clock menu more-arrow no yes mobile

Filed under:

After missing out on a bite of the apple in 2022, Brewers management must reflect and adapt

The front office must assess why things went wrong and work to ensure that it does not happen again next season

If you buy something from an SB Nation link, Vox Media may earn a commission. See our ethics statement.

MLB: New York Yankees at Milwaukee Brewers Michael McLoone-USA TODAY Sports

The 2022 season was a failure at the big-league level for the Milwaukee Brewers.

For the first time since 2017, the Brewers will not play postseason baseball. After winning 95 regular-season games last year, they finished 86-76, lost the division to the Cardinals by seven games, and fell one game short of the Phillies for the newly-instituted third Wild Card.

For an organization attempting to win a World Series, that is not good enough.

Adding to the frustration is that they squandered a franchise-record 32-18 start through their first 50 games. The Brewers went 54-58 the rest of the way in an extended display of inconsistent and lackluster play. Injuries, underperformance, controversial transactions, and surprisingly blunt comments by players to the media made the team difficult to watch even as they remained squarely in the hunt for a postseason spot.

The Brewers had plenty of chances to right the ship, and they responded by repeatedly tripping over their own feet.

On Sept. 1, they were 2.5 games behind the Phillies for the final Wild Card and 3.5 games behind the Padres. The Phillies went 14-17 the rest of the way, and the Padres went 16-14.

That was enough to give the Brewers a good deal of control over their destiny, but they failed to take advantage of the opportunity. They concluded the season by going 17-16, dropping series against the Diamondbacks, Rockies, and Marlins along the way, and were eliminated on Monday night.

As the year progressed, the Brewers settled into a pattern of one step forward, one step back. They rarely played complete baseball.

Perhaps the best assessment of the season came from Christian Yelich, who relayed that this year’s team struggled to find its identity.

Yelich noted that the teams that took the Brewers to the postseason in recent years had a discernable formula for winning games, but this year’s group did not.

That assessment is correct. The 2022 Brewers were not a bad team but lacked a clear strength. Offensively, they finished with a 104 wRC+ and ranked 11th of 30 teams in runs scored. While that’s a hair better than average, it’s nothing exciting.

The same was true for the pitching staff, which finished seventh with a 95- ERA. Defensively, the Brewers also ranked seventh in Defensive Runs Saved and in FanGraphs’ Defensive Runs Above Average metric.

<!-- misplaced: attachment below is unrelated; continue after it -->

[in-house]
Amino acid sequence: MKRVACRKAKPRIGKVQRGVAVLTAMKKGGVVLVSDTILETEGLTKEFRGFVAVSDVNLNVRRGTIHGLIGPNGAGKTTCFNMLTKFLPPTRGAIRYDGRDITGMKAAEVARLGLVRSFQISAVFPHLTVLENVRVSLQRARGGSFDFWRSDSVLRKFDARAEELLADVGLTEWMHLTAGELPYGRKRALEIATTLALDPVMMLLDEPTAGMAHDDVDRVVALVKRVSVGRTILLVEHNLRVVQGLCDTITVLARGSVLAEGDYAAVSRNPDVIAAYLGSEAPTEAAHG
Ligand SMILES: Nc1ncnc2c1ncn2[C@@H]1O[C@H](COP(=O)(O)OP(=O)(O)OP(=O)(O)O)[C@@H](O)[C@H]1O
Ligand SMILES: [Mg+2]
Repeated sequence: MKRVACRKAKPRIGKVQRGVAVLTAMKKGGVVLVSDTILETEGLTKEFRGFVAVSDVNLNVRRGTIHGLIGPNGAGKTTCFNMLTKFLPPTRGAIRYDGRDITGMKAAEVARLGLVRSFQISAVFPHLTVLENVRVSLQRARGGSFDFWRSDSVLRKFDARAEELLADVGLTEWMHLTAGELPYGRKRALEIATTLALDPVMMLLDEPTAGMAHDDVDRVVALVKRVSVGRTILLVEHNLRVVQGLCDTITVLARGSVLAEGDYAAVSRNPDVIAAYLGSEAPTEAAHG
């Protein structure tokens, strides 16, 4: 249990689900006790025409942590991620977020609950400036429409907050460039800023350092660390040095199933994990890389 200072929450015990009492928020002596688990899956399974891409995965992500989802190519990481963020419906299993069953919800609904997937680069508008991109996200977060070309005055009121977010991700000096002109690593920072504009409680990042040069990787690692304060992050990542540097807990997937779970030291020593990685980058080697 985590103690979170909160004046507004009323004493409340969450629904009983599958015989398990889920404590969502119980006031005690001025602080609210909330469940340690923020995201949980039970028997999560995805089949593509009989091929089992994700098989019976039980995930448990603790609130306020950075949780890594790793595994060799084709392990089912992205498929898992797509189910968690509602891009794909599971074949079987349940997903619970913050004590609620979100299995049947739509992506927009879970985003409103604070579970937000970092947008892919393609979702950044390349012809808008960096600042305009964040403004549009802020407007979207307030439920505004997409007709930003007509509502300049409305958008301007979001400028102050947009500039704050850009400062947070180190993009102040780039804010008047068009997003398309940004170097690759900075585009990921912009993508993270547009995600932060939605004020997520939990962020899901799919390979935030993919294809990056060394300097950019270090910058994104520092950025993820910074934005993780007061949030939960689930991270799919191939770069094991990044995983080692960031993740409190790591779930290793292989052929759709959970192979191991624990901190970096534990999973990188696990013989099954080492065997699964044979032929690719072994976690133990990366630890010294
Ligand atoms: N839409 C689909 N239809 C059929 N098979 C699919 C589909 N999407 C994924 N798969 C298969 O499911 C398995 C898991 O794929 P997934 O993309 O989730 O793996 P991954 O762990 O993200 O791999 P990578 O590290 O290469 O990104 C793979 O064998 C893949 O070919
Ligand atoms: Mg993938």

The Brewers were inconsistent in all areas of the game. When the dust settled, they were okay at hitting, okay at pitching, okay defensively, and exceptional at nothing. Looking back, it’s hardly surprising that the sum of those parts produced a decent but unspectacular record.

Okay was not the expectation, and it was not enough to get the Brewers into the postseason. How did they wind up playing okay baseball with no clear winning formula to guide them?

The front office must analyze the season from start to finish to answer that question and make the necessary changes to avoid a similar fate in 2023.

Let’s start at the beginning.

The Foundation

To identify how they wound up without an identity, one must revisit the intended formula for this year’s team.

The Brewers excelled last season as a team built on run prevention. Their 83 ERA- and 26.3 RA9-WAR (Wins Above Replacement derived from runs allowed per nine innings) trailed only the Dodgers and Giants. They had a below-average offense but an elite pitching staff. The hitters knew they only had to scratch across a few runs and let the pitching do the rest.

This year’s unit was to follow the same formula. The front office made that clear by making minimal effort to improve the offense with external additions. Turning Jackie Bradley Jr. into Hunter Renfroe was a nice move, but it effectively maintained the status quo in right field after Avisail Garcia departed as a free agent. It was expected that the Brewers would find a replacement.

The Brewers’ self-touted major acquisition was the signing of Andrew McCutchen after the new collective bargaining agreement introduced the designated hitter in the National League.